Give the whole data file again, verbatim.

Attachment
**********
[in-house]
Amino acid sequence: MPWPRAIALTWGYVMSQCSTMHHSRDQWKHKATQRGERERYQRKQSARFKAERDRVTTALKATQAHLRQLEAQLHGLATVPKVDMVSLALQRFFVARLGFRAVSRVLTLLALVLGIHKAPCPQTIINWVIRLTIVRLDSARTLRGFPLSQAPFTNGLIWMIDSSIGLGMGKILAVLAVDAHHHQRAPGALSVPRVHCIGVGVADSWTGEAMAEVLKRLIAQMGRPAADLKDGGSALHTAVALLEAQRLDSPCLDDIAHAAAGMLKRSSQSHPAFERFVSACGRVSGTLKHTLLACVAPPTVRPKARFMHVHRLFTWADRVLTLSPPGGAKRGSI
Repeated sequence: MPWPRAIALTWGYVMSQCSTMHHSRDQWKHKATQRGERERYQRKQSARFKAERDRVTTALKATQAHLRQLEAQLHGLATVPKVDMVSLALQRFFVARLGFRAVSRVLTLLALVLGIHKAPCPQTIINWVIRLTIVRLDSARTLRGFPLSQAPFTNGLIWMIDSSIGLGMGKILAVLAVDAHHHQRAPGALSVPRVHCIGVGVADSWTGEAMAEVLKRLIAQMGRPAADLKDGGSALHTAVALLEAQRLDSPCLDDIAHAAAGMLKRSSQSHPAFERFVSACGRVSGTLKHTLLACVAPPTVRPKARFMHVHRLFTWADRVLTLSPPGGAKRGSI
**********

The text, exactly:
[in-house]
Amino acid sequence: MPWPRAIALTWGYVMSQCSTMHHSRDQWKHKATQRGERERYQRKQSARFKAERDRVTTALKATQAHLRQLEAQLHGLATVPKVDMVSLALQRFFVARLGFRAVSRVLTLLALVLGIHKAPCPQTIINWVIRLTIVRLDSARTLRGFPLSQAPFTNGLIWMIDSSIGLGMGKILAVLAVDAHHHQRAPGALSVPRVHCIGVGVADSWTGEAMAEVLKRLIAQMGRPAADLKDGGSALHTAVALLEAQRLDSPCLDDIAHAAAGMLKRSSQSHPAFERFVSACGRVSGTLKHTLLACVAPPTVRPKARFMHVHRLFTWADRVLTLSPPGGAKRGSI
Repeated sequence: MPWPRAIALTWGYVMSQCSTMHHSRDQWKHKATQRGERERYQRKQSARFKAERDRVTTALKATQAHLRQLEAQLHGLATVPKVDMVSLALQRFFVARLGFRAVSRVLTLLALVLGIHKAPCPQTIINWVIRLTIVRLDSARTLRGFPLSQAPFTNGLIWMIDSSIGLGMGKILAVLAVDAHHHQRAPGALSVPRVHCIGVGVADSWTGEAMAEVLKRLIAQMGRPAADLKDGGSALHTAVALLEAQRLDSPCLDDIAHAAAGMLKRSSQSHPAFERFVSACGRVSGTLKHTLLACVAPPTVRPKARFMHVHRLFTWADRVLTLSPPGGAKRGSI